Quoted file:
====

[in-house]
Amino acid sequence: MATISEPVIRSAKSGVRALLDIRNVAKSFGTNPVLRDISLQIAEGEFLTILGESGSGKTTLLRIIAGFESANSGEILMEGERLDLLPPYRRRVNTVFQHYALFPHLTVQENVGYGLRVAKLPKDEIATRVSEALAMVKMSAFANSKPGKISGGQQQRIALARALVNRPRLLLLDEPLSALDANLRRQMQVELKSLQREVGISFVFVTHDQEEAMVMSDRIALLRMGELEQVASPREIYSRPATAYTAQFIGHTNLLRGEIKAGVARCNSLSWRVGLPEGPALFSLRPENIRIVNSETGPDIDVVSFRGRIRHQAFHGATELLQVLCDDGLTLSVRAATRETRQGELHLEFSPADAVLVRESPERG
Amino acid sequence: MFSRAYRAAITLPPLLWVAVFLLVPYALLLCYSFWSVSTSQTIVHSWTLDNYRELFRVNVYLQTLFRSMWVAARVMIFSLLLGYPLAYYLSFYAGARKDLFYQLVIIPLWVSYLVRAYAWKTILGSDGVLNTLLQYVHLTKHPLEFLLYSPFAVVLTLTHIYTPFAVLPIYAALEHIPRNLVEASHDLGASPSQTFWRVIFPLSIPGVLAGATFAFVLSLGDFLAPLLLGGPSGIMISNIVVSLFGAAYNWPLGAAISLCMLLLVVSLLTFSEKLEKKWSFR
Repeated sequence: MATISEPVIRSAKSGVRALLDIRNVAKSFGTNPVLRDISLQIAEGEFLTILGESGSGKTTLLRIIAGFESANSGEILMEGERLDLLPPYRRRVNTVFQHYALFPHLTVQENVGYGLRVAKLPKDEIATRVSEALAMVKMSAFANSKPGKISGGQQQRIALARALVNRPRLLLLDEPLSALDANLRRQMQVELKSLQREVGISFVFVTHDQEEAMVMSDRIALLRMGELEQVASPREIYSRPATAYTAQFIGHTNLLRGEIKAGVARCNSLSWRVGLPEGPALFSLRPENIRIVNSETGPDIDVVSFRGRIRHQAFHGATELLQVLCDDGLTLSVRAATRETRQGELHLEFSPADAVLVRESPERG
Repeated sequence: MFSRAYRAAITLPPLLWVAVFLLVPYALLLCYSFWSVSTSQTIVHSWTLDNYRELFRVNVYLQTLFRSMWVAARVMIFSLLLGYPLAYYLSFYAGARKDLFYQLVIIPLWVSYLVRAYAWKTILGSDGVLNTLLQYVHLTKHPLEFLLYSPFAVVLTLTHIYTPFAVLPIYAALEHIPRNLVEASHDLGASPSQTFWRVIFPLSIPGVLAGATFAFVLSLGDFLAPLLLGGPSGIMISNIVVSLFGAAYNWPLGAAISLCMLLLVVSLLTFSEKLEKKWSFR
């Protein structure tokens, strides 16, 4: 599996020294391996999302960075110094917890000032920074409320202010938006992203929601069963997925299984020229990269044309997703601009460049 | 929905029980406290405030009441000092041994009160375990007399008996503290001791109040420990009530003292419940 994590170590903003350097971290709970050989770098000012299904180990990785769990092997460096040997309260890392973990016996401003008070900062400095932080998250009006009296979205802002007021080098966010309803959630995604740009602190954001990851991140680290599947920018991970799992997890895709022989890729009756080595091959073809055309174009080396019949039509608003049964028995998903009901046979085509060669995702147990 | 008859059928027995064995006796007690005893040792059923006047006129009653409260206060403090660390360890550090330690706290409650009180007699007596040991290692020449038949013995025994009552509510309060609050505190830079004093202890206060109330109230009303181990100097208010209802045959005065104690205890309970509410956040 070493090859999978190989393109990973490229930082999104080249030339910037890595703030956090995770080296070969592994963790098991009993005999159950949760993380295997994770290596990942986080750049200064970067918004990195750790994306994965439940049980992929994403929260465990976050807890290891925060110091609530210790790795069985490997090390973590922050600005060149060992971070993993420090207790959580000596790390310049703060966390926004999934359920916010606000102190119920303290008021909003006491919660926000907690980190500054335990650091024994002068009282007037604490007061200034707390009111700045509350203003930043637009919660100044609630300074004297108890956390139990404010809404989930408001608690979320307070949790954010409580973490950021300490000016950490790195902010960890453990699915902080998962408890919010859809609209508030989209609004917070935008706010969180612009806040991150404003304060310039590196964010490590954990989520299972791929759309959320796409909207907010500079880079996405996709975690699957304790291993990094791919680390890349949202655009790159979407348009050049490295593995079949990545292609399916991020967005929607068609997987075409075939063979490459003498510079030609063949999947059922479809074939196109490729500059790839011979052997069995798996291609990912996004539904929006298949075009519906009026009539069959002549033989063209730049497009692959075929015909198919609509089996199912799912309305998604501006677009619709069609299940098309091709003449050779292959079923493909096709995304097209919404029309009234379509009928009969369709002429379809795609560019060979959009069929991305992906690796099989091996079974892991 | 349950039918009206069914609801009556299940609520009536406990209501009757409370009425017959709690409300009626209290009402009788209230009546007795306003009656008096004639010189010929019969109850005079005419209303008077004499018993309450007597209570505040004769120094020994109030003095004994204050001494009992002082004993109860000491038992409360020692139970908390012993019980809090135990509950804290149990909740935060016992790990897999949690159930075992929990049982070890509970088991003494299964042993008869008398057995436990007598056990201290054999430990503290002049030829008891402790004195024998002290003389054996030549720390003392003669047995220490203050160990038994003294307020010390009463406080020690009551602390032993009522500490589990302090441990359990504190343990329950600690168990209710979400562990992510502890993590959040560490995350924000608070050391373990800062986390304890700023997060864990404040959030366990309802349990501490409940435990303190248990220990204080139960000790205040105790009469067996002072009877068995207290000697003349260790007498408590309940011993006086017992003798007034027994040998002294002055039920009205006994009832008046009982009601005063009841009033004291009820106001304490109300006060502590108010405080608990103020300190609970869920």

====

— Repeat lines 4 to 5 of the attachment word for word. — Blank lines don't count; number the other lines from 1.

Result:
Repeated sequence: MATISEPVIRSAKSGVRALLDIRNVAKSFGTNPVLRDISLQIAEGEFLTILGESGSGKTTLLRIIAGFESANSGEILMEGERLDLLPPYRRRVNTVFQHYALFPHLTVQENVGYGLRVAKLPKDEIATRVSEALAMVKMSAFANSKPGKISGGQQQRIALARALVNRPRLLLLDEPLSALDANLRRQMQVELKSLQREVGISFVFVTHDQEEAMVMSDRIALLRMGELEQVASPREIYSRPATAYTAQFIGHTNLLRGEIKAGVARCNSLSWRVGLPEGPALFSLRPENIRIVNSETGPDIDVVSFRGRIRHQAFHGATELLQVLCDDGLTLSVRAATRETRQGELHLEFSPADAVLVRESPERG
Repeated sequence: MFSRAYRAAITLPPLLWVAVFLLVPYALLLCYSFWSVSTSQTIVHSWTLDNYRELFRVNVYLQTLFRSMWVAARVMIFSLLLGYPLAYYLSFYAGARKDLFYQLVIIPLWVSYLVRAYAWKTILGSDGVLNTLLQYVHLTKHPLEFLLYSPFAVVLTLTHIYTPFAVLPIYAALEHIPRNLVEASHDLGASPSQTFWRVIFPLSIPGVLAGATFAFVLSLGDFLAPLLLGGPSGIMISNIVVSLFGAAYNWPLGAAISLCMLLLVVSLLTFSEKLEKKWSFR